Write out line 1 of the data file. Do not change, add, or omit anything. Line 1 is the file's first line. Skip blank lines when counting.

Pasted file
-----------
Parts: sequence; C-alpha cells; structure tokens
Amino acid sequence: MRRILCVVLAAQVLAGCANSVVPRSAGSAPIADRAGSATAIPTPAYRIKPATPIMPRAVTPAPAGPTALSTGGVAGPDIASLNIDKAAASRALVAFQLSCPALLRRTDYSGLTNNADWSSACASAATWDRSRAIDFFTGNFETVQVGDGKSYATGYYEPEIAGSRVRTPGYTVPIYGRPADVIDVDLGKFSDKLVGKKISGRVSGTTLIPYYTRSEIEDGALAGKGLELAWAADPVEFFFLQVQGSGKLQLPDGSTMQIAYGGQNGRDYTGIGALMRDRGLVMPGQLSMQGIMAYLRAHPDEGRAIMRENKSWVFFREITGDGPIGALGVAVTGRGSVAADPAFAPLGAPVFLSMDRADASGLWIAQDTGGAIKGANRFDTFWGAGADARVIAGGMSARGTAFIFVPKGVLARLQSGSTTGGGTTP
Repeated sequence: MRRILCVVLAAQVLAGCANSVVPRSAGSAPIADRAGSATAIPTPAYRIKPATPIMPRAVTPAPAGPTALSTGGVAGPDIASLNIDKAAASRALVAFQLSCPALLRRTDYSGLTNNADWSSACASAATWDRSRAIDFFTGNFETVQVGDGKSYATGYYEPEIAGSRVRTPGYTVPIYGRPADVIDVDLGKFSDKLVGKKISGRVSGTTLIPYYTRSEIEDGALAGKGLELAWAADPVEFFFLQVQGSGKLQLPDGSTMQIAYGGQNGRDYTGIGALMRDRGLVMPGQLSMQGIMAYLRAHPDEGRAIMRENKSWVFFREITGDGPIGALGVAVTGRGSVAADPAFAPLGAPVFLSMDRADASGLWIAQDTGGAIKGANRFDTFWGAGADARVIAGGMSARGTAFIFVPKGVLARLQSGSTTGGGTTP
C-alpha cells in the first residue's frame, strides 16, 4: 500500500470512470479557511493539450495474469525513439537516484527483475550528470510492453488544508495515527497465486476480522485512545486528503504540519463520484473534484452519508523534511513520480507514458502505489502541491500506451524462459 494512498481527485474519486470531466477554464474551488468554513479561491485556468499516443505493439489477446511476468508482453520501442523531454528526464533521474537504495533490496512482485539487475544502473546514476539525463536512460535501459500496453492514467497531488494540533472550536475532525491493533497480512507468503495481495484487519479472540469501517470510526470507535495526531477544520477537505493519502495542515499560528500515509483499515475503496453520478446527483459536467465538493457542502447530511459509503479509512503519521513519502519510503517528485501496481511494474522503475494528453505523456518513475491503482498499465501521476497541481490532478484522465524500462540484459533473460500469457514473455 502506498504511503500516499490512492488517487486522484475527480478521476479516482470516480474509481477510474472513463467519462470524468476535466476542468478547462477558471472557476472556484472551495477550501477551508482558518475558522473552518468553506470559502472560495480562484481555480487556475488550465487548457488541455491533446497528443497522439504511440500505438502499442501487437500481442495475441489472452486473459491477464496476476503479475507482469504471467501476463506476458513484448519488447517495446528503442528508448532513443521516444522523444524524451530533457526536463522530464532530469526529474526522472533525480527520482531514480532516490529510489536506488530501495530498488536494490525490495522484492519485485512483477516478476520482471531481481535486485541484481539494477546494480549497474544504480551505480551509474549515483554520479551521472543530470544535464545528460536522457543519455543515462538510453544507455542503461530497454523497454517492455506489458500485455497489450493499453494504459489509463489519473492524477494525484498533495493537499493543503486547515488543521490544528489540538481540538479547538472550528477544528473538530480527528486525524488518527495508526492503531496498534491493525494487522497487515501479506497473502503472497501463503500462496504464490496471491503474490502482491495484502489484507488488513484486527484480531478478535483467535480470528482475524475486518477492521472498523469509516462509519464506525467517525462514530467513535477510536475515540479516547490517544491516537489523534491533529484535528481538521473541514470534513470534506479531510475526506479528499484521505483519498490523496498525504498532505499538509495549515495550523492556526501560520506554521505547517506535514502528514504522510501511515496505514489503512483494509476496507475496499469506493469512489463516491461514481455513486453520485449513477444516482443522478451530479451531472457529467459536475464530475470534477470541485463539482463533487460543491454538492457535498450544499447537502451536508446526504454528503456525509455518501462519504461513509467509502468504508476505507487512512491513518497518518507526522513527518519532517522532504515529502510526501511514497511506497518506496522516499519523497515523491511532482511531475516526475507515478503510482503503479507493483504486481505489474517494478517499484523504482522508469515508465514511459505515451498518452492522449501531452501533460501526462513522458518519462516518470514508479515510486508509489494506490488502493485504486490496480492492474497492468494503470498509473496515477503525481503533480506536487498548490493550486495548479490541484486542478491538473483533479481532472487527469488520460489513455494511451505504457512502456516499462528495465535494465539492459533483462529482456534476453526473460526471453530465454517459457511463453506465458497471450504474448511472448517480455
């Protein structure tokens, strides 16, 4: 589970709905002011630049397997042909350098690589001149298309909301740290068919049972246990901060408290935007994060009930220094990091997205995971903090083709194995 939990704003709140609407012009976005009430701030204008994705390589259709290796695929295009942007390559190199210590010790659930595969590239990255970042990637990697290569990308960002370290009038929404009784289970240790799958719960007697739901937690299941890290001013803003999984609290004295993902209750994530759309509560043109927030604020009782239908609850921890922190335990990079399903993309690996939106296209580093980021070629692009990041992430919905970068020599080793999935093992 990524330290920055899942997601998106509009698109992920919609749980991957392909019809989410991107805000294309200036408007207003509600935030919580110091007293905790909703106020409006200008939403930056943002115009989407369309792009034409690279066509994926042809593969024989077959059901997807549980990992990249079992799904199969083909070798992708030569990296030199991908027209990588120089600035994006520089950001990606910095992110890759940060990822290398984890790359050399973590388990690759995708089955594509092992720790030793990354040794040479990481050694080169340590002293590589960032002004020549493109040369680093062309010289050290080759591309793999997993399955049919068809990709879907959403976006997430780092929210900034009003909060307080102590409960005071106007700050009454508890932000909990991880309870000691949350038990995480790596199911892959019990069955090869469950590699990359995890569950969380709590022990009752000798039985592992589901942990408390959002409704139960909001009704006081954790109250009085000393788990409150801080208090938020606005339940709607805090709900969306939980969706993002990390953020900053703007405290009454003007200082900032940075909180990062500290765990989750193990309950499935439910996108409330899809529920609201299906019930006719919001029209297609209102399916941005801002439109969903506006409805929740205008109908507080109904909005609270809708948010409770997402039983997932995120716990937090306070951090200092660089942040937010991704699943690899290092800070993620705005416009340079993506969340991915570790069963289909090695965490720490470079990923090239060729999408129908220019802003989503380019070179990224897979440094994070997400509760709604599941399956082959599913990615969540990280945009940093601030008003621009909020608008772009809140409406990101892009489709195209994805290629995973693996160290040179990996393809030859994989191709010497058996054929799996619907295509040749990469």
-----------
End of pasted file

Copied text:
Parts: sequence; C-alpha cells; structure tokens